Yasutake and community development director Miller said the city already has taken solid conservation steps, including implementing a leak-detection system in its delivery lines, installing water meters and introducing a tiered-rate system.
“We don’t debate that it is a valid concern,” Miller said. “We just think we are doing the best that we can to get good conservation. We have a good plan.”
Miller said the expansion south of Highway 50 is inevitable. If Folsom doesn’t do it, someone else will.
“If we had stayed away from this and done nothing, we’d see Rancho Cordova and the county come out here and develop,” Miller said. “We want to control our own destiny and keep the quality as high as we have made it (elsewhere) in the community.”
Plans include an urban-style core area west of Scott Road with higher-density housing, offices and neighborhood stores, clustered where street-strolling is encouraged and where parking lots are hidden behind buildings. Folsom officials describe the central area as Folsom’s third “downtown,” along with Historic Folsom and the Palladio outdoor shopping center across the freeway.
The main intersection will borrow a trick from some major cities, giving pedestrians the right of way to cross, even diagonally, through the intersection from any direction, while cars in all directions wait at red lights. The city’s designs include space for an express bus, or “bus rapid transit,” that could run on a section of the road separate from cars, and likely would connect with the Hazel Avenue light-rail station. The area will have bike lanes and paths.
The plans have won recent support from smart-growth advocate Mike McKeever, director of the Sacramento Area Council of Governments, who said the area’s urban core will help make the area south of 50 more self-sufficient, giving it a better mix of jobs and housing than previous generations of suburban development.
“They are really upping the bar in terms of new master-planned communities with mixed-use centers,” McKeever said.
The New Home Company, a California builder and developer, likely will be the first to begin scraping ground this summer for its Russell Ranch development on the steep hill near the El Dorado County line. The 6-year-old company is emerging as one of the most dynamic builders in the region in the post-recession era, with projects underway in Granite Bay, Folsom, El Dorado Hills, Sacramento and Davis.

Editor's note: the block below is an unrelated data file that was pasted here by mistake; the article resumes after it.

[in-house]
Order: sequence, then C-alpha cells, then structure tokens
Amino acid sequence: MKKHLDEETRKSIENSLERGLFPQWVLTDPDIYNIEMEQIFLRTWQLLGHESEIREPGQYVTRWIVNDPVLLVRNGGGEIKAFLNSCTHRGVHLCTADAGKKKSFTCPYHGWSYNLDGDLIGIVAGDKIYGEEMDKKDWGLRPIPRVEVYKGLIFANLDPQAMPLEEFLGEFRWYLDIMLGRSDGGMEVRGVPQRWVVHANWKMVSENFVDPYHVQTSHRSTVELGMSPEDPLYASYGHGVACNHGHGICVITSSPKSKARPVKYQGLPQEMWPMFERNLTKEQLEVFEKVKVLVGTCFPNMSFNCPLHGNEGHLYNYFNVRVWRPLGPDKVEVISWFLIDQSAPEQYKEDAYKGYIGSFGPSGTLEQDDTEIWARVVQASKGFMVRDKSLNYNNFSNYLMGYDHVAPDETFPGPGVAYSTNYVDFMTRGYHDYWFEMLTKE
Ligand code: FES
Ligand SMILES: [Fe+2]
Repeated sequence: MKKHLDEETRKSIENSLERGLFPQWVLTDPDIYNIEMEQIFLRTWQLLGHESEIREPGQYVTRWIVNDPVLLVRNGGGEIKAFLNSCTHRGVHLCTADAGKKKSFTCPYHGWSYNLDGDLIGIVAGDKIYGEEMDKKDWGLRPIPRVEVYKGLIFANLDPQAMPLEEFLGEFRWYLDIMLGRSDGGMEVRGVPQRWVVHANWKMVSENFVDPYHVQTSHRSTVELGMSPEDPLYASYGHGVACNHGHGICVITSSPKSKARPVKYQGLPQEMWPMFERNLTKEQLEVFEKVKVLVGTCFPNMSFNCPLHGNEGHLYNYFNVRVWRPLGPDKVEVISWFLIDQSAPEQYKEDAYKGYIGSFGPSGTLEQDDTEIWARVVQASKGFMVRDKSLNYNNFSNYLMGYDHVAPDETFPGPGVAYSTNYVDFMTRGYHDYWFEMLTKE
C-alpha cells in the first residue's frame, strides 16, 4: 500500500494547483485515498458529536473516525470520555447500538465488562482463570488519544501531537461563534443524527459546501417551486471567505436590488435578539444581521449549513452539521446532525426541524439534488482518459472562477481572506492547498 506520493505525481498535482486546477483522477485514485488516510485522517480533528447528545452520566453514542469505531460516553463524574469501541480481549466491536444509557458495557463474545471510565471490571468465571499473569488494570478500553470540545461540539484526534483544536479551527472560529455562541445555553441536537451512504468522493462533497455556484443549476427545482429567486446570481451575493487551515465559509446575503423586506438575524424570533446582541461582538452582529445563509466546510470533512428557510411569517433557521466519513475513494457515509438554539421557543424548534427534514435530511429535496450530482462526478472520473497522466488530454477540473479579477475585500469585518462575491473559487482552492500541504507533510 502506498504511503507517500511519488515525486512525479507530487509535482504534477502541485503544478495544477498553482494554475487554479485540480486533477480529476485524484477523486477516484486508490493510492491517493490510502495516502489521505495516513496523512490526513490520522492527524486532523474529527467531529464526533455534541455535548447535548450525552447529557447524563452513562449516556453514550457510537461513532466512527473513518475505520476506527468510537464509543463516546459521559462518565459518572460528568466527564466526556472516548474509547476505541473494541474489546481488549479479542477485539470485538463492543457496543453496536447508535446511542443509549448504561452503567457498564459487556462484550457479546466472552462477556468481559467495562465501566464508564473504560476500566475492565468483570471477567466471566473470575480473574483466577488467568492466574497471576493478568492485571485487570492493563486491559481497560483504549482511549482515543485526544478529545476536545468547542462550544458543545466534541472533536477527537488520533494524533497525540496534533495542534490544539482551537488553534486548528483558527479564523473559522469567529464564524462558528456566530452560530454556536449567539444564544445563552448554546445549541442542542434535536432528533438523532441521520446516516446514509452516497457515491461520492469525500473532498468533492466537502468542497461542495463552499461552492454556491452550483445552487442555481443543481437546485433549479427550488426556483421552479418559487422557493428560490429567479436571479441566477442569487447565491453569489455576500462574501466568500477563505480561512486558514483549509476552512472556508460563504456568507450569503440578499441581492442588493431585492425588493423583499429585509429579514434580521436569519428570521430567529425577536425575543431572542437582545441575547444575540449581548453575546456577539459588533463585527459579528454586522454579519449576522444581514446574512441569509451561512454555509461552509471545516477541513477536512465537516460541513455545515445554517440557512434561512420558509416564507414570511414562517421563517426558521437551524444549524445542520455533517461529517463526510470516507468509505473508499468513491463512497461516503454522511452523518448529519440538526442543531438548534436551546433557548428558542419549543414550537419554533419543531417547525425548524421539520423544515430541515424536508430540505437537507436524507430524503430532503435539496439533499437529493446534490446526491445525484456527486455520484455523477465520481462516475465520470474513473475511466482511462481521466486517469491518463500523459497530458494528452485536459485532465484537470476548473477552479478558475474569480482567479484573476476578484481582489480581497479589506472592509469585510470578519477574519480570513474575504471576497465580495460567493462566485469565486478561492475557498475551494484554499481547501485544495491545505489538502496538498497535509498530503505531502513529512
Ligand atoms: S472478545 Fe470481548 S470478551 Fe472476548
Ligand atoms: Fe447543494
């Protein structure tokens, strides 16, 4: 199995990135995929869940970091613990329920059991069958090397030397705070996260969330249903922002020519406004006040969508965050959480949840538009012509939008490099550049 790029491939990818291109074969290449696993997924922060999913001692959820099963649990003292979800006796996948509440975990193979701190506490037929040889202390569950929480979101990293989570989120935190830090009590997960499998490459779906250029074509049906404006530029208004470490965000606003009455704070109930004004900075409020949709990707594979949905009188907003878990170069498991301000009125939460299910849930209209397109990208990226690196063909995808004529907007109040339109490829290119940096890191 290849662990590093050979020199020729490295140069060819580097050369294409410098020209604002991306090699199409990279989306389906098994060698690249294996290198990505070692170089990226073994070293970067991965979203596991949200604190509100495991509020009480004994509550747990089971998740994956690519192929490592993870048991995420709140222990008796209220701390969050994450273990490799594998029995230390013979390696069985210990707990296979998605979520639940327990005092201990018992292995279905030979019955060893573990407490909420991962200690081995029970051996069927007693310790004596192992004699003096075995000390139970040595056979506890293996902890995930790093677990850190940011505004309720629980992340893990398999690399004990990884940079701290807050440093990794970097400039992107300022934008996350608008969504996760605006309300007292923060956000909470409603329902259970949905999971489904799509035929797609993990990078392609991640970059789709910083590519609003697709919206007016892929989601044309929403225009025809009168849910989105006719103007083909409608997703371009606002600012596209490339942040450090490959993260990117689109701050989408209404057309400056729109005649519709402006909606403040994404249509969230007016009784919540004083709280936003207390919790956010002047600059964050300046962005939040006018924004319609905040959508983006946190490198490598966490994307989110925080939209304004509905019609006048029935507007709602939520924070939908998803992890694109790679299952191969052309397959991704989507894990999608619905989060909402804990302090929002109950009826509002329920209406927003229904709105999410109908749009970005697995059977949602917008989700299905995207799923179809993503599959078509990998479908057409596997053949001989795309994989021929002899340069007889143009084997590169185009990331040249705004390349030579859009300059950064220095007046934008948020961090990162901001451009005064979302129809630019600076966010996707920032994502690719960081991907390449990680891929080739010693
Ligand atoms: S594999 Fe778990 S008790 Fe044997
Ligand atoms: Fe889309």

New Home’s Northern California president, Kevin Carson, said his company doesn’t see itself as a pioneer south of 50, or view building there as a major risk. His project will be near ongoing development south of 50 across the county line in El Dorado Hills.
“Folsom is a proven entity,” he said. “I’ve built in Folsom for the last 20-something years. I find it to be one of the best home-building communities to deal with. To go out to the far-commuting markets, 20 miles out, probably doesn’t make sense, and would be a riskier venture.”
Greg Paquin, a real estate consultant with The Gregory Group, said indicators suggest to him a housing build-and-buy boom could be coming this year around the region. The economy has strengthened, and more people have been walking through model homes in the last few months.
“We are seeing a solidifying of the market,” he said. “I think it will be a breakout year for housing.”
Folsom’s land development south of 50 is expected to happen at a moderate pace. The city plans to hold a vote this month to set up a Mello-Roos financing district for fees to build the infrastructure and pay for ongoing maintenance. The job of building initial roads, sewer and water lines is expected to start in June and will take 18 months.
The city will finish its Russell Ranch environmental review process in the next few months, and could allow the developer to begin preparing the ground by June. Carson said his team will build a variety of houses but has not yet determined the details of the designs or the price points, although city officials say they think the higher-end houses could go for $750,000 to $850,000. The first houses could go up in the summer of 2016.
The other major landowner in the new area, WestLand Capital Partners, is likely to get city approval for its first set of tentative subdivision maps this spring. Its land is approved for a variety of housing, including multi-family, and for office, industrial and retail. “We will sell land to builders, as dictated by market conditions, in the coming years,” WestLand president Bill Bunce said in an email.
Call The Bee’s Tony Bizjak, (916) 321-1059.